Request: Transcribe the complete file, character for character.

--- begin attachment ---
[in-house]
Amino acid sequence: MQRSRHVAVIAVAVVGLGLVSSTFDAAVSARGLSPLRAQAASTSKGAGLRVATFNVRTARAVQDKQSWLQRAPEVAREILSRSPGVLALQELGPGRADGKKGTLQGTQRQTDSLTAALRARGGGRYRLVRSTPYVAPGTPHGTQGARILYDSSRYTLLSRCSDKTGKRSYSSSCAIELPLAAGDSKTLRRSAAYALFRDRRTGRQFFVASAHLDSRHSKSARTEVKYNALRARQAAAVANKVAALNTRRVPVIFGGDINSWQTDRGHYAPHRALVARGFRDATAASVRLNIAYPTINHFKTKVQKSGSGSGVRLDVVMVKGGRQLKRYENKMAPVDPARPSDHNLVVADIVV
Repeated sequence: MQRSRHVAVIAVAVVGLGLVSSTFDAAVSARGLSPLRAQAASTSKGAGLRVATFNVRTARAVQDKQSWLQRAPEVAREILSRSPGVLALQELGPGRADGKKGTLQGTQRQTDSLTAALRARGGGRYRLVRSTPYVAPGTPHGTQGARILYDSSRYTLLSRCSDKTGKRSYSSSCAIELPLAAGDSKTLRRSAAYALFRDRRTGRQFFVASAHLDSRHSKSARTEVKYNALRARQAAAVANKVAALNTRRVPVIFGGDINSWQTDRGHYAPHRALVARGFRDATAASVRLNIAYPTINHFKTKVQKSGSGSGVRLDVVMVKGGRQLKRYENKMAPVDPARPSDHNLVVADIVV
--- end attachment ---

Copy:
[in-house]
Amino acid sequence: MQRSRHVAVIAVAVVGLGLVSSTFDAAVSARGLSPLRAQAASTSKGAGLRVATFNVRTARAVQDKQSWLQRAPEVAREILSRSPGVLALQELGPGRADGKKGTLQGTQRQTDSLTAALRARGGGRYRLVRSTPYVAPGTPHGTQGARILYDSSRYTLLSRCSDKTGKRSYSSSCAIELPLAAGDSKTLRRSAAYALFRDRRTGRQFFVASAHLDSRHSKSARTEVKYNALRARQAAAVANKVAALNTRRVPVIFGGDINSWQTDRGHYAPHRALVARGFRDATAASVRLNIAYPTINHFKTKVQKSGSGSGVRLDVVMVKGGRQLKRYENKMAPVDPARPSDHNLVVADIVV
Repeated sequence: MQRSRHVAVIAVAVVGLGLVSSTFDAAVSARGLSPLRAQAASTSKGAGLRVATFNVRTARAVQDKQSWLQRAPEVAREILSRSPGVLALQELGPGRADGKKGTLQGTQRQTDSLTAALRARGGGRYRLVRSTPYVAPGTPHGTQGARILYDSSRYTLLSRCSDKTGKRSYSSSCAIELPLAAGDSKTLRRSAAYALFRDRRTGRQFFVASAHLDSRHSKSARTEVKYNALRARQAAAVANKVAALNTRRVPVIFGGDINSWQTDRGHYAPHRALVARGFRDATAASVRLNIAYPTINHFKTKVQKSGSGSGVRLDVVMVKGGRQLKRYENKMAPVDPARPSDHNLVVADIVV